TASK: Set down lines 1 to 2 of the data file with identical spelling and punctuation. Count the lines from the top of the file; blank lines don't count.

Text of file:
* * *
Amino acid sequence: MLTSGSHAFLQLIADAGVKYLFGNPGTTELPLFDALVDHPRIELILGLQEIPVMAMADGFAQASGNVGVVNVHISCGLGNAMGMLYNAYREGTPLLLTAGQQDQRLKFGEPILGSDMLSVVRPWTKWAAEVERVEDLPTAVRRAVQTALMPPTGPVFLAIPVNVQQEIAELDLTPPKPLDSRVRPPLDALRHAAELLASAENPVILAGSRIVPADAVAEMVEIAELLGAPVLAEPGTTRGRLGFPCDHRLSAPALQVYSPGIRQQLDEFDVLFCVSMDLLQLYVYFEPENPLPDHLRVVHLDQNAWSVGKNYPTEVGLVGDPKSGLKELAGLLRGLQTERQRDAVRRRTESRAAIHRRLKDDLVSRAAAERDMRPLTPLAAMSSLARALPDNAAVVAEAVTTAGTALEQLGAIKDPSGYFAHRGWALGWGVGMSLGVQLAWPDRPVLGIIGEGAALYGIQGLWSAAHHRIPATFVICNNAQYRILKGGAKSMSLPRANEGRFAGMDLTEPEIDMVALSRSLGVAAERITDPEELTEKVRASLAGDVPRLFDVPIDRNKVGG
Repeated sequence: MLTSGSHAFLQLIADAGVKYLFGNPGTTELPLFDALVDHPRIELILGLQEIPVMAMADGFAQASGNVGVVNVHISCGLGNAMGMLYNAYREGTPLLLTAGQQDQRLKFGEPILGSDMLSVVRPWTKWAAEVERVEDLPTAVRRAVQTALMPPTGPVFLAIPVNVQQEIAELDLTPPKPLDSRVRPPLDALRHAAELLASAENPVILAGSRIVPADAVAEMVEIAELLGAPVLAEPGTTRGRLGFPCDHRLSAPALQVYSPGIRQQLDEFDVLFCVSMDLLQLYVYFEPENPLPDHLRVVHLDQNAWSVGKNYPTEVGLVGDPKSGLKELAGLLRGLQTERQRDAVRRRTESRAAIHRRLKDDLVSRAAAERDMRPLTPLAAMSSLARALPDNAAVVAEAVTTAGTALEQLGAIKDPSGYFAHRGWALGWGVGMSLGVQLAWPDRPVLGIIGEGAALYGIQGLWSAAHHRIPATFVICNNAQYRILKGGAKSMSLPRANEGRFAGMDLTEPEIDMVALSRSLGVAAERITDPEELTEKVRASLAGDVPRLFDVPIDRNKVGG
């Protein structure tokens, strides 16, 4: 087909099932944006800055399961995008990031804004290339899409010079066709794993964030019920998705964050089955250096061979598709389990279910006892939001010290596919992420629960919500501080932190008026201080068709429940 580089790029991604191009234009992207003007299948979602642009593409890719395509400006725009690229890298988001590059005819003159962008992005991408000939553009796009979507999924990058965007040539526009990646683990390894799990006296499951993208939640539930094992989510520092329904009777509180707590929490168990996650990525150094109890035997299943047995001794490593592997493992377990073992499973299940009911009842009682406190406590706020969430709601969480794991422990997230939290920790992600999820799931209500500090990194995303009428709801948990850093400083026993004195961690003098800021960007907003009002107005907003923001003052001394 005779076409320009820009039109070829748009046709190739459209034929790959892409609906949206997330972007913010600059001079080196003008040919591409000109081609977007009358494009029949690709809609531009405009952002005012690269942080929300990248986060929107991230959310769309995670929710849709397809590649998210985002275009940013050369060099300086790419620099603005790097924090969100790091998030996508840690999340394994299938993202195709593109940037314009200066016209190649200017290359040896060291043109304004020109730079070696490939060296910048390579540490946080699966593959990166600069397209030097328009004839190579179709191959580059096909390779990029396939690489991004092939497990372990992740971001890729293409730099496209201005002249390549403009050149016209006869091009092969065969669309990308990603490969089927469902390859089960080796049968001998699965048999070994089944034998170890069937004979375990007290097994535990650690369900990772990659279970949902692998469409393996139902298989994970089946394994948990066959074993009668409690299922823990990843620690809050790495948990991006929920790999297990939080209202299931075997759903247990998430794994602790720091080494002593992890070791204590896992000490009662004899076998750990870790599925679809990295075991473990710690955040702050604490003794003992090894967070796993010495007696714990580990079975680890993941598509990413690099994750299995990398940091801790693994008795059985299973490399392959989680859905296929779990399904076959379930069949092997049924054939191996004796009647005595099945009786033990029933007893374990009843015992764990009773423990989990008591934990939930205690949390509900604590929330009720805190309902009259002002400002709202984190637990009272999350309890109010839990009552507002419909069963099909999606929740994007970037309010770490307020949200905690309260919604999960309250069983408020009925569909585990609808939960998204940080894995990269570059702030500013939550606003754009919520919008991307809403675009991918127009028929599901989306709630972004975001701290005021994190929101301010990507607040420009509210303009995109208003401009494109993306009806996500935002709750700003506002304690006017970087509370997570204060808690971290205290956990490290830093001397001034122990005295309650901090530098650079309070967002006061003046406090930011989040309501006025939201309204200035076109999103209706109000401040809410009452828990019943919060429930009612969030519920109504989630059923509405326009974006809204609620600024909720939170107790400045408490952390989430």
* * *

Amino acid sequence: MLTSGSHAFLQLIADAGVKYLFGNPGTTELPLFDALVDHPRIELILGLQEIPVMAMADGFAQASGNVGVVNVHISCGLGNAMGMLYNAYREGTPLLLTAGQQDQRLKFGEPILGSDMLSVVRPWTKWAAEVERVEDLPTAVRRAVQTALMPPTGPVFLAIPVNVQQEIAELDLTPPKPLDSRVRPPLDALRHAAELLASAENPVILAGSRIVPADAVAEMVEIAELLGAPVLAEPGTTRGRLGFPCDHRLSAPALQVYSPGIRQQLDEFDVLFCVSMDLLQLYVYFEPENPLPDHLRVVHLDQNAWSVGKNYPTEVGLVGDPKSGLKELAGLLRGLQTERQRDAVRRRTESRAAIHRRLKDDLVSRAAAERDMRPLTPLAAMSSLARALPDNAAVVAEAVTTAGTALEQLGAIKDPSGYFAHRGWALGWGVGMSLGVQLAWPDRPVLGIIGEGAALYGIQGLWSAAHHRIPATFVICNNAQYRILKGGAKSMSLPRANEGRFAGMDLTEPEIDMVALSRSLGVAAERITDPEELTEKVRASLAGDVPRLFDVPIDRNKVGG
Repeated sequence: MLTSGSHAFLQLIADAGVKYLFGNPGTTELPLFDALVDHPRIELILGLQEIPVMAMADGFAQASGNVGVVNVHISCGLGNAMGMLYNAYREGTPLLLTAGQQDQRLKFGEPILGSDMLSVVRPWTKWAAEVERVEDLPTAVRRAVQTALMPPTGPVFLAIPVNVQQEIAELDLTPPKPLDSRVRPPLDALRHAAELLASAENPVILAGSRIVPADAVAEMVEIAELLGAPVLAEPGTTRGRLGFPCDHRLSAPALQVYSPGIRQQLDEFDVLFCVSMDLLQLYVYFEPENPLPDHLRVVHLDQNAWSVGKNYPTEVGLVGDPKSGLKELAGLLRGLQTERQRDAVRRRTESRAAIHRRLKDDLVSRAAAERDMRPLTPLAAMSSLARALPDNAAVVAEAVTTAGTALEQLGAIKDPSGYFAHRGWALGWGVGMSLGVQLAWPDRPVLGIIGEGAALYGIQGLWSAAHHRIPATFVICNNAQYRILKGGAKSMSLPRANEGRFAGMDLTEPEIDMVALSRSLGVAAERITDPEELTEKVRASLAGDVPRLFDVPIDRNKVGG